Galloways of Holborn
1813 Joseph Clement was engaged by Alexander Galloway. Clement was first employed on a lathe and made himself a new set of tools as the ones he had been given were unsatisfactory. Soon after he moved to work for Bramah at Pimlico who better appreciated his skills.
Clement felt that Galloway, although one of the leading tradesmen of his time, missed many opportunities as he had others ambitions than engineering, and rarely supervised his workshops, leaving this to his foremen. Poor engineering judgement was apparent in his design of a cast iron roof for the workshop which collapsed, killing several workmen.
Mid-1820s, Galloways were one of London's largest employers
1826 Galloways (of West Smithfield) were engaged to supply machinery for six vessels to serve the Greeks in their revolution. The work was not completed on time and the workmanship was allegedly of a very poor quality .
1827 John Galloway wrote to The Morning Chronicle to defend the achievements of the steam vessel Enterprize to which Galloways had fitted steam engines, the boiler having failed some miles short of the destination.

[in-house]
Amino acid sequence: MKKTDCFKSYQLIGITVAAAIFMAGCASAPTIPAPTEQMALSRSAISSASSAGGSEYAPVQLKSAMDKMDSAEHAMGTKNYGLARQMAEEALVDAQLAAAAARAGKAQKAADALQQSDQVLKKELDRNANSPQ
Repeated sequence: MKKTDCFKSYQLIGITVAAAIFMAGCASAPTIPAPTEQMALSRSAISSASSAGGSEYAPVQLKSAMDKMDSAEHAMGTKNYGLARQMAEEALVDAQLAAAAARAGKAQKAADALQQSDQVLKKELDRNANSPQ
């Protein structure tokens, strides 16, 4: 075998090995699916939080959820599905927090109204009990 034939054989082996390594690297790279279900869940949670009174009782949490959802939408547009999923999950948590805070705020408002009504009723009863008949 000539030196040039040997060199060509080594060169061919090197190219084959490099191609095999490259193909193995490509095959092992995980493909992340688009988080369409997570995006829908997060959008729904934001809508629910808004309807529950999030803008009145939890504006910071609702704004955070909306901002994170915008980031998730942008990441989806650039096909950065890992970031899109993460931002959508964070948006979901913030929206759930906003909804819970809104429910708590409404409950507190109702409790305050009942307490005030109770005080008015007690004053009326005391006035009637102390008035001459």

1838 Reference to the late Alexander Galloway - this would seem to be the brother of John and hence son of Alexander Galloway senior.
1847 November 20th. Alexander Galloway, of West Street, Smithfield, died at Claremont Terrace 
1850 John Galloway died in June
1852 Galloway and Son, engineers, were at West St., Smithfield; also the address of Galloway and Brothers, merchants.
Sources of Information
- Post Office Annual Directory, 1808
- Cobbett's Weekly Political Register, 29 September 1827
- The Morning Chronicle, 27 April 1827
- The Morning Post, 23 October 1838
- Post Office London Directory, 1841
- Berkshire Chronicle,27 November 1847
- Post Office London Directory (Small Edition), 1852
- Biography of Alexander Galloway, ODNB 
- Biography of Henry Deacon, ODNB